In my last post I waxed lyrical about the good old days of 3D profile foam models. I decided to see if I could build one to rekindle some of that line-of-sight fun. Well, there’s no time like the present…

Setting some parameters

The first thing I did was to sit down with a pen and paper and write a list of what I wanted this model to be. Here’s what I came up with:

  • A target wingspan of 600-800mm
  • Use a KFm2 airfoil if possible
  • Have the facility to add side-force generators (i.e. flat wingtips) if desired
  • Be simple to draw and cut
  • Constructed using foam board
  • Must have simple undercarriage

With these points in mind, I went off in search of some design inspiration…

Choosing the design

If you follow the simply “cruciform” flat plate design it is really easy to come up with something as all aircraft have a profile and a plan view that can be used as a template or inspiration. There are loads of models already out there and I thought for a while about just drawing a shape and having done with it, but then I remembered a plane that I’ve been wanting to build again for ever – the Terzi T-30 Katana.

The Katana is a single seat aerobatic aircraft that first flew in 1991. Despite being a competent and agile flyer, it never really caught on with full-size pilots. The same cannot be said for the RC hobby though and many scale and inspired designs have flown over the years. My first big 3D aerobat was the Hangar 9 Funtana S40 and I flew it until it fell apart.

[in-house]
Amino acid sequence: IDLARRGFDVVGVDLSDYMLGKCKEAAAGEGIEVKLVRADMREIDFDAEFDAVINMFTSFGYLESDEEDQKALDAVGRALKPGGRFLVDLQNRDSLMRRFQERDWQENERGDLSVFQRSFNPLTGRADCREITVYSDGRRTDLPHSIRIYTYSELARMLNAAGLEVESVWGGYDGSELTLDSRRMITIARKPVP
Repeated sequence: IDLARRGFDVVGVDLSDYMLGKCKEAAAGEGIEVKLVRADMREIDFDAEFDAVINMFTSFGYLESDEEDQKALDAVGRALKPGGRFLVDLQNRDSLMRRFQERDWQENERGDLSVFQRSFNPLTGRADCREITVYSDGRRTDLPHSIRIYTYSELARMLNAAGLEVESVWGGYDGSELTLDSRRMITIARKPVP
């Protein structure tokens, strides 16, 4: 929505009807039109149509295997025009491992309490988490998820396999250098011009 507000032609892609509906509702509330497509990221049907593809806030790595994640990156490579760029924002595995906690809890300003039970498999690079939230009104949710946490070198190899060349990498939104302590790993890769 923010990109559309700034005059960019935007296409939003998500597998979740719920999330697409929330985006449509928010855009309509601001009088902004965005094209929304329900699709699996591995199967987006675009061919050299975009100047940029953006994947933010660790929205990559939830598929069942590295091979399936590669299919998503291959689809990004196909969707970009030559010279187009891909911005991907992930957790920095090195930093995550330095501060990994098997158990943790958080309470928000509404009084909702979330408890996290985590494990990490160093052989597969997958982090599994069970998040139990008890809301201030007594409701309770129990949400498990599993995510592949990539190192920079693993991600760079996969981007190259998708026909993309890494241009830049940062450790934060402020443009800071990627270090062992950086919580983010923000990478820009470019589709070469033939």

A quick search on the internet fashioned me with a useable 3-view drawing on the Katana so I fired up Sketchup to see what I could come up with.

Actually drawing the plans was surprisingly easy. I simply imported the 3-view image into SU, scaled it to an 800mm wingspan and then traced over the outline with the pen tool!

The beauty of the Katana is that those massive wing fairings give a huge amount of lifting surface above and beyond the core wing area. For this reason I chose to stick with the scale outline and not enlarge anything (for now). I added some KFm2 steps at 50% of the wing chord and recessed the motor mount into the nose but, with the exception of a couple of servo holes at the back of the canopy, that was really all I did.

For the motor mount and undercarriage I drew up a few 3D structures and printed them on the trusty FlashForge. Hopefully they will be strong enough. If they are I may even change the filament for something that isn’t fluorescent green!

Next time…

I’ve rattled on far too long now. Next article I’ll post some photos of the build and then hopefully we’ll get to see if it flies.